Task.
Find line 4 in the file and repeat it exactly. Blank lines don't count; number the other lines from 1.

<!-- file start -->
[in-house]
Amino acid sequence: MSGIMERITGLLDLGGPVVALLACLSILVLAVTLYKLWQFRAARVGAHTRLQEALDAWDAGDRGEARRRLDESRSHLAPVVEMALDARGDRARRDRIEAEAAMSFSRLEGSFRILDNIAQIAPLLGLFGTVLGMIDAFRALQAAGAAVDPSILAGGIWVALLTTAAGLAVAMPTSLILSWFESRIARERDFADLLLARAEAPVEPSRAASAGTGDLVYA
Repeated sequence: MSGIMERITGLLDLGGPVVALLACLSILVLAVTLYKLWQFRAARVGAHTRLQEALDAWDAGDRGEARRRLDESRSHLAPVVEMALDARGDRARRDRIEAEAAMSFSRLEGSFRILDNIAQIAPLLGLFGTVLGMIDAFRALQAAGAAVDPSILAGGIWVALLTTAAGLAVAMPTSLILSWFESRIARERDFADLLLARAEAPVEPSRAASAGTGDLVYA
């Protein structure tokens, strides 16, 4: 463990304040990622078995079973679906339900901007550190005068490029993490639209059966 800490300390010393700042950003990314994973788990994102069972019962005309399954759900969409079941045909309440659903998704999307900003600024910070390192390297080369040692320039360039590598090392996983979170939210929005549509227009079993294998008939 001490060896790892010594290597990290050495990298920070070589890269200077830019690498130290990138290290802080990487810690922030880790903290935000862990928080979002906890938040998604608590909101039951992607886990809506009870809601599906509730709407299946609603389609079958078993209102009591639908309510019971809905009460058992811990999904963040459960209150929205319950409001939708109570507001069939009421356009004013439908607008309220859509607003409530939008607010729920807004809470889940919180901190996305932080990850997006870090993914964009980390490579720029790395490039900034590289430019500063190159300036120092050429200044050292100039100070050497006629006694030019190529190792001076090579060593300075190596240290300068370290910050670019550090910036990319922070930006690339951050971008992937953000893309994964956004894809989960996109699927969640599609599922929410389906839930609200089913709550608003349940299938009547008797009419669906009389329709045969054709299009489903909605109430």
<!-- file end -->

């Protein structure tokens, strides 16, 4: 463990304040990622078995079973679906339900901007550190005068490029993490639209059966 800490300390010393700042950003990314994973788990994102069972019962005309399954759900969409079941045909309440659903998704999307900003600024910070390192390297080369040692320039360039590598090392996983979170939210929005549509227009079993294998008939 001490060896790892010594290597990290050495990298920070070589890269200077830019690498130290990138290290802080990487810690922030880790903290935000862990928080979002906890938040998604608590909101039951992607886990809506009870809601599906509730709407299946609603389609079958078993209102009591639908309510019971809905009460058992811990999904963040459960209150929205319950409001939708109570507001069939009421356009004013439908607008309220859509607003409530939008607010729920807004809470889940919180901190996305932080990850997006870090993914964009980390490579720029790395490039900034590289430019500063190159300036120092050429200044050292100039100070050497006629006694030019190529190792001076090579060593300075190596240290300068370290910050670019550090910036990319922070930006690339951050971008992937953000893309994964956004894809989960996109699927969640599609599922929410389906839930609200089913709550608003349940299938009547008797009419669906009389329709045969054709299009489903909605109430």